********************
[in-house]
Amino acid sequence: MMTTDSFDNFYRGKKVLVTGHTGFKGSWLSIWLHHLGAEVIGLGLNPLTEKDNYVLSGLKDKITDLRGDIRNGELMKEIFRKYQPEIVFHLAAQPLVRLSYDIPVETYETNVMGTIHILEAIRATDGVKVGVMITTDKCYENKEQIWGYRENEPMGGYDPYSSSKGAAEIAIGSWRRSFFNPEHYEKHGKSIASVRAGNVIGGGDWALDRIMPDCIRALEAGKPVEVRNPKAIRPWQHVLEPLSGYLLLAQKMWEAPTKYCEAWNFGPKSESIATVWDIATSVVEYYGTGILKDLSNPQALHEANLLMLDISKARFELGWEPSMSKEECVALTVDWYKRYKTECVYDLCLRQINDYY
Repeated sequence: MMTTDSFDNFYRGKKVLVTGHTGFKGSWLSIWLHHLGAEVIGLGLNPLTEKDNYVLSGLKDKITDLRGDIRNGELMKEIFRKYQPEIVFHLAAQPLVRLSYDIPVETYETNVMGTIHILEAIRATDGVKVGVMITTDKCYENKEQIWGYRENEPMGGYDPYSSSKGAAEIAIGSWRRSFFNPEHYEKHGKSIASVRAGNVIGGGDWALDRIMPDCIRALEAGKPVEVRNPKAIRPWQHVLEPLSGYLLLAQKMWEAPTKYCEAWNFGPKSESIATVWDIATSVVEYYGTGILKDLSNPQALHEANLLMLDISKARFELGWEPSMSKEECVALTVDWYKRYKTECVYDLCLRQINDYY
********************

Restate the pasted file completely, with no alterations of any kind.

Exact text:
[in-house]
Amino acid sequence: MMTTDSFDNFYRGKKVLVTGHTGFKGSWLSIWLHHLGAEVIGLGLNPLTEKDNYVLSGLKDKITDLRGDIRNGELMKEIFRKYQPEIVFHLAAQPLVRLSYDIPVETYETNVMGTIHILEAIRATDGVKVGVMITTDKCYENKEQIWGYRENEPMGGYDPYSSSKGAAEIAIGSWRRSFFNPEHYEKHGKSIASVRAGNVIGGGDWALDRIMPDCIRALEAGKPVEVRNPKAIRPWQHVLEPLSGYLLLAQKMWEAPTKYCEAWNFGPKSESIATVWDIATSVVEYYGTGILKDLSNPQALHEANLLMLDISKARFELGWEPSMSKEECVALTVDWYKRYKTECVYDLCLRQINDYY
Repeated sequence: MMTTDSFDNFYRGKKVLVTGHTGFKGSWLSIWLHHLGAEVIGLGLNPLTEKDNYVLSGLKDKITDLRGDIRNGELMKEIFRKYQPEIVFHLAAQPLVRLSYDIPVETYETNVMGTIHILEAIRATDGVKVGVMITTDKCYENKEQIWGYRENEPMGGYDPYSSSKGAAEIAIGSWRRSFFNPEHYEKHGKSIASVRAGNVIGGGDWALDRIMPDCIRALEAGKPVEVRNPKAIRPWQHVLEPLSGYLLLAQKMWEAPTKYCEAWNFGPKSESIATVWDIATSVVEYYGTGILKDLSNPQALHEANLLMLDISKARFELGWEPSMSKEECVALTVDWYKRYKTECVYDLCLRQINDYY